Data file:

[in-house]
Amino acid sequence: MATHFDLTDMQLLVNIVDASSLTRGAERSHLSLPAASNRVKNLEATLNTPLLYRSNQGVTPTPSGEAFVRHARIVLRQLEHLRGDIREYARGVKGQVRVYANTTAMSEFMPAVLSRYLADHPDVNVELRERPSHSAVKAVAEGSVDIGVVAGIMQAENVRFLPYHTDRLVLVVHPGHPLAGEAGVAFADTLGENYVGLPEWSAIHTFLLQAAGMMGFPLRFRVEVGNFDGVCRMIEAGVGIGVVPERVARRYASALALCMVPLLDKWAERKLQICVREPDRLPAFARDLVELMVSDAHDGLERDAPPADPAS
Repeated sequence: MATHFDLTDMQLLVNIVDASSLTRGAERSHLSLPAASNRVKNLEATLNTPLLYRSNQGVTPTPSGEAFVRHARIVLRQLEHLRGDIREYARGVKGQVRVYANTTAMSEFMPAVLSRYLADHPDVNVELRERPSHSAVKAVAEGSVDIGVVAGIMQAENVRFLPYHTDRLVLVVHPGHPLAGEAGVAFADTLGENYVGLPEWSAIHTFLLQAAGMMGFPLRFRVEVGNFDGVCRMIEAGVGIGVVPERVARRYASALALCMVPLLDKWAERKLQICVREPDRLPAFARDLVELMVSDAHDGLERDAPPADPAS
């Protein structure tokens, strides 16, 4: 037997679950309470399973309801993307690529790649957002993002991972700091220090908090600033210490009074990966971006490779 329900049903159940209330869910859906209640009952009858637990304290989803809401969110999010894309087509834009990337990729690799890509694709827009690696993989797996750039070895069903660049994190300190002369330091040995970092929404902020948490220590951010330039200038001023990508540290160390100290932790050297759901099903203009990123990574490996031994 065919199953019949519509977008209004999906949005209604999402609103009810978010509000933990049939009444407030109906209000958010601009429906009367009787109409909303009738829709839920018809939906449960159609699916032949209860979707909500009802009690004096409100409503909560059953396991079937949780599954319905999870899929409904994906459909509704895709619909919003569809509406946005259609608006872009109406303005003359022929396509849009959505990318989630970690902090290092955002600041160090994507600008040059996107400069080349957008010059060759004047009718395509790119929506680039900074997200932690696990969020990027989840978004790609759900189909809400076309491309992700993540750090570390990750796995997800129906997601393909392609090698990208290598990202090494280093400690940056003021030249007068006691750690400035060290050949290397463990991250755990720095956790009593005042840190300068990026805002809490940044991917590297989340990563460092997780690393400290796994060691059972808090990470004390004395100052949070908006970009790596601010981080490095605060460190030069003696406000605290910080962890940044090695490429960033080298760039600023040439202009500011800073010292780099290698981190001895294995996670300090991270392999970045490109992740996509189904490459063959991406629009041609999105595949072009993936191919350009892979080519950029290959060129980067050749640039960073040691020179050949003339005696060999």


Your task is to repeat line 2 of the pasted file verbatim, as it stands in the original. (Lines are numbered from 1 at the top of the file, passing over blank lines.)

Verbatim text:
Amino acid sequence: MATHFDLTDMQLLVNIVDASSLTRGAERSHLSLPAASNRVKNLEATLNTPLLYRSNQGVTPTPSGEAFVRHARIVLRQLEHLRGDIREYARGVKGQVRVYANTTAMSEFMPAVLSRYLADHPDVNVELRERPSHSAVKAVAEGSVDIGVVAGIMQAENVRFLPYHTDRLVLVVHPGHPLAGEAGVAFADTLGENYVGLPEWSAIHTFLLQAAGMMGFPLRFRVEVGNFDGVCRMIEAGVGIGVVPERVARRYASALALCMVPLLDKWAERKLQICVREPDRLPAFARDLVELMVSDAHDGLERDAPPADPAS